Future, Present, & Past:
Speculative~~ Giving itself latitude and leisure to take any premise or inquiry to its furthest associative conclusion.
Critical~~ Ready to apply, to itself and its object, the canons of reason, evidence, style, and ethics, up to their limits.
Traditional~~ At home and at large in the ecosystem of practice and memory that radically nourishes the whole person.
Saturday, March 13, 2010
Socrates gets an brain MRI scan
While I gather my words for the next post of philosophy and poetry, here's a link to an article on the neuropsychology of wisdom. I am on record as insisting that any "philosophy" that discards sophia is just so much academic, cocktail-party, or coffeehouse power jockeying; but bearing in mind some recent admonishments about the impossibility of disregarding science, I thought I might attempt to allay suspicions with a short post on the science of mental states.
The article's author, Stephen S. Hall, maintains a website including a blog, where there are some marvelous posts. The article itself is the germ of a book, Wisdom: From Philosophy to Neuroscience. You can also listen to the radio interview Hall gave today. (Note that Hall's interest is science in general, not "just" wisdom; see, e.g., this interview on genetics, the impact of science, and "science writing," among other things. A look at some of his archived articles on his website will reinforce this).
On wisdom, one of the interesting things I note is the cross-cultural consensus on what it entails: among other things, emotional equanimity, a kind of altruism or empathy, and a long view; wisdom, Hall underscores, seems to be future-oriented. (It is no coincidence, I suggest, that this is what Heidegger says about Dasein in its authenticity).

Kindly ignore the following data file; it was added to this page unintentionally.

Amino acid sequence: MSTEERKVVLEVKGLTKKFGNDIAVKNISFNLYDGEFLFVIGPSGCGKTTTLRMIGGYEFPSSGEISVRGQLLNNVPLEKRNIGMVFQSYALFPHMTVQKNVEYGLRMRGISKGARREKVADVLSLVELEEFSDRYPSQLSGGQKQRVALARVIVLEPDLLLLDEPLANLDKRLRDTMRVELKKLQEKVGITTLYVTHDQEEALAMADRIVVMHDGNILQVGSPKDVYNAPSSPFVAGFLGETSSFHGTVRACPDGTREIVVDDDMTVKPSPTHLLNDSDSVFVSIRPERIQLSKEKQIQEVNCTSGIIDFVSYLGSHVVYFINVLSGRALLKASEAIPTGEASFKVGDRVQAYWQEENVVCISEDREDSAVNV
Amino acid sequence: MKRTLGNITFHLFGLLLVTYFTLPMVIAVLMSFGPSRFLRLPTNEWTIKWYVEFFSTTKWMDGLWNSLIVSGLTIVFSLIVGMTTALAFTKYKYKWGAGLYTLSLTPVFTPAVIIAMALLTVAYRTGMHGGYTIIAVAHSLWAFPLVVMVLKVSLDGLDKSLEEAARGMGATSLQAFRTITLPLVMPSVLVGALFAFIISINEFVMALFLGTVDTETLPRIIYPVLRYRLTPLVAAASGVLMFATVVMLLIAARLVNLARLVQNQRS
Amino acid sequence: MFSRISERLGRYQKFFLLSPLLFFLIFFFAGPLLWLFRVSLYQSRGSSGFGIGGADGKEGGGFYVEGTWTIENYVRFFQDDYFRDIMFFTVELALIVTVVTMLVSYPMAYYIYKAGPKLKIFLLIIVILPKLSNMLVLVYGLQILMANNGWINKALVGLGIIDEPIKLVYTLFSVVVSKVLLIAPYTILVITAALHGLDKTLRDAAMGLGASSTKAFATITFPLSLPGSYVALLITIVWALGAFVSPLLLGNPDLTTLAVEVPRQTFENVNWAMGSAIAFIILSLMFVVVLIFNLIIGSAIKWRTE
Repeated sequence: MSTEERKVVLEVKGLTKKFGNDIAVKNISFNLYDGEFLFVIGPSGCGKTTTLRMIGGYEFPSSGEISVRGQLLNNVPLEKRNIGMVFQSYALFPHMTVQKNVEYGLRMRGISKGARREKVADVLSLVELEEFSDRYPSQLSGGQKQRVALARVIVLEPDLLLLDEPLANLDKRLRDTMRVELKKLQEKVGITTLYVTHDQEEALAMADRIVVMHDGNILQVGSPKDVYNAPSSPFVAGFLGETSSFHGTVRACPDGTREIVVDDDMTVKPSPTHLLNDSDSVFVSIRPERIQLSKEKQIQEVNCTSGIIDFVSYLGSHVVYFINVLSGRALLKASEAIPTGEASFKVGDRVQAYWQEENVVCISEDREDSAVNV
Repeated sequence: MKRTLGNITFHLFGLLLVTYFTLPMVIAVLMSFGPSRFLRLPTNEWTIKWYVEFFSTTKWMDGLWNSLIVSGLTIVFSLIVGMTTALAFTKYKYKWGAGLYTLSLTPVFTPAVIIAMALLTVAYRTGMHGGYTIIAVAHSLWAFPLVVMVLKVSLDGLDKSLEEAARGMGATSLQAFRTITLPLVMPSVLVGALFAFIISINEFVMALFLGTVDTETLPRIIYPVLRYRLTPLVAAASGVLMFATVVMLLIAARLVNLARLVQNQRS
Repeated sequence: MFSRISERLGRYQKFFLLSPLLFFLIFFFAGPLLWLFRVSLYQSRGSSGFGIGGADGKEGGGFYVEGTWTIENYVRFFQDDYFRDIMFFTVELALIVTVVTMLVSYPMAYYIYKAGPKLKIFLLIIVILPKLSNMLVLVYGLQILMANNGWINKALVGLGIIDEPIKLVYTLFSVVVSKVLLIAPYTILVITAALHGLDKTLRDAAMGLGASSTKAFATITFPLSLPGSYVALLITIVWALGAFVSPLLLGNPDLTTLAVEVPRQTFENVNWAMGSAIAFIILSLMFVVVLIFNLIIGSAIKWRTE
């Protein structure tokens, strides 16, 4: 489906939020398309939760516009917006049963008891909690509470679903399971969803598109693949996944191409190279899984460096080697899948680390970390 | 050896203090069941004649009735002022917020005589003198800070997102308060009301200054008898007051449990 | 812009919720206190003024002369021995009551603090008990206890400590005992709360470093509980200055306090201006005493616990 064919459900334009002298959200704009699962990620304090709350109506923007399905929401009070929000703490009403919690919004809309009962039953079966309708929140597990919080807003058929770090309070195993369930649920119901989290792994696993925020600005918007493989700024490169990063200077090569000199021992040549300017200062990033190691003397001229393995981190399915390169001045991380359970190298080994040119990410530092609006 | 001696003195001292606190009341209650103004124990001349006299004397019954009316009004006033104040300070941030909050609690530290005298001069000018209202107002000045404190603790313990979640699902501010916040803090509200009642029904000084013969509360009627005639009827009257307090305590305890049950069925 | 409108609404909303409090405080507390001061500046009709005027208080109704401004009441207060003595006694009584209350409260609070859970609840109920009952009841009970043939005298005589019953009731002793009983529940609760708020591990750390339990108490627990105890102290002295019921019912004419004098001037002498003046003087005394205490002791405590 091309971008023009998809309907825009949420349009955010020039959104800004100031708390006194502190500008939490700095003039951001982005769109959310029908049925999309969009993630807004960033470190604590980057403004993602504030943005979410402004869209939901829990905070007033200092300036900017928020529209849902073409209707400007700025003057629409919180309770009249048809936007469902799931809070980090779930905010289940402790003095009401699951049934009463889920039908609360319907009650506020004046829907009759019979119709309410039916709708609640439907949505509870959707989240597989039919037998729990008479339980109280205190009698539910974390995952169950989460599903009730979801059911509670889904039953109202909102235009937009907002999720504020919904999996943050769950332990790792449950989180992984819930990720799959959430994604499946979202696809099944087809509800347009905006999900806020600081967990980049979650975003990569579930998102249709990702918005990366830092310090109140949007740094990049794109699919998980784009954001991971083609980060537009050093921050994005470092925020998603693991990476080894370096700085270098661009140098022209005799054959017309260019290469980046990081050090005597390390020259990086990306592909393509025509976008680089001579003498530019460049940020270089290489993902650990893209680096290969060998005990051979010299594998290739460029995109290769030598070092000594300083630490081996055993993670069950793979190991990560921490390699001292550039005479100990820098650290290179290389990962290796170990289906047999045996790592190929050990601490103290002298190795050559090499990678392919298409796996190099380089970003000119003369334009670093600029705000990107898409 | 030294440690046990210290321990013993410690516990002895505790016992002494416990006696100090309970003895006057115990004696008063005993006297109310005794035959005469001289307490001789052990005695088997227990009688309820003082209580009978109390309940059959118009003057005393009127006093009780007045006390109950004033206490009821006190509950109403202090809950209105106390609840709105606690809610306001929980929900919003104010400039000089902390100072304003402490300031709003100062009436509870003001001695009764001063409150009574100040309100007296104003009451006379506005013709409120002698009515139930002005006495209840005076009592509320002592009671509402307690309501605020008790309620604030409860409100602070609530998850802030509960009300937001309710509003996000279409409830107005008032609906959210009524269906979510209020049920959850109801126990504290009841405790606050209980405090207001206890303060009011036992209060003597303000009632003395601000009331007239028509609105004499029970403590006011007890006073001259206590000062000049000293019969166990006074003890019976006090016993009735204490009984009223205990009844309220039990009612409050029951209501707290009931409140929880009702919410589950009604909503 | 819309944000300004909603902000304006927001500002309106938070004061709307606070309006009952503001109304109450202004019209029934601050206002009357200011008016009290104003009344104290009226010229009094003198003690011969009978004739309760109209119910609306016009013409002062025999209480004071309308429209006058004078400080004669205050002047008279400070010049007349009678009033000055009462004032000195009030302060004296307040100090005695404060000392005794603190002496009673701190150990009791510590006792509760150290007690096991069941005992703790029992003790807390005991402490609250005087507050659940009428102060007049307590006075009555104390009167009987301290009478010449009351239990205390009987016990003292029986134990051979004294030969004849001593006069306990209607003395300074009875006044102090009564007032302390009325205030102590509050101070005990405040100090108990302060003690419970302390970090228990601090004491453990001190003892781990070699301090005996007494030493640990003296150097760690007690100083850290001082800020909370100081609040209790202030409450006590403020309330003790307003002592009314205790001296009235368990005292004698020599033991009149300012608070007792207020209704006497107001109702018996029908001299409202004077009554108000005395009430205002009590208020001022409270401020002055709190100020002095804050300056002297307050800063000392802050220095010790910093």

Regarding emotional balance, I am reminded of another famous study, the so-called "Nun Study". A good summary is in Martin Selligman's book Authentic Happiness. The results point to a fairly strong correlation between optimism and longevity. The nuns (an ideal control population, since almost all 'outside
factors' like lifestyle, diet, exercise were eliminated), all wrote, in the 1930s, personal statements, which many decades later, scoured for keywords betokening either optimism or pessimism, yielded surprising results when matched with the actual lifespans of the authors. The study seems to be strong evidence that optimism really does correlate with long life.
However, another study, by Lauren Abramson and Lyn Alloy (& also referenced by Selligman), yields a curious twist when contrasted with the Nun Study. College students were were put into situations in which they had a degree of control over a certain outcome--turning on a green light. Sometimes that control was of degree zero, sometimes it was 100%, sometimes it was in between. Students who were depressed tended to accurately assess how much control they had. Non-depressed students tended always to overstate the degree of control they had-- sometimes believing they were influencing the outcome of whatever the process was when in fact it had nothing to do with what they did.
This is the famous "illusion of control," which plays into everything from gambling to witchcraft; it's also the much-debated phenomenon of "depressive realism."
Put these two studies together and what do you learn? In short, and oversimplifying for effect: if you are a look-on-the-bright-side type, you will be happy and long-lived, but wrong; and if you are a pessimist, you will tend to be accurate, dour, and die young. But the paradox that arises is, how to assess this apparently accurate finding? does it reinforce pessimism? Is it possible to cultivate optimism for the sake of its benefits (apparently accurately assessed) even when you know that pessimism, not optimism, hones (or at least correlates with) accuracy?
It may be possible to be scientific about happiness, and even about wisdom. But it is harder, and more important, to be wise about science.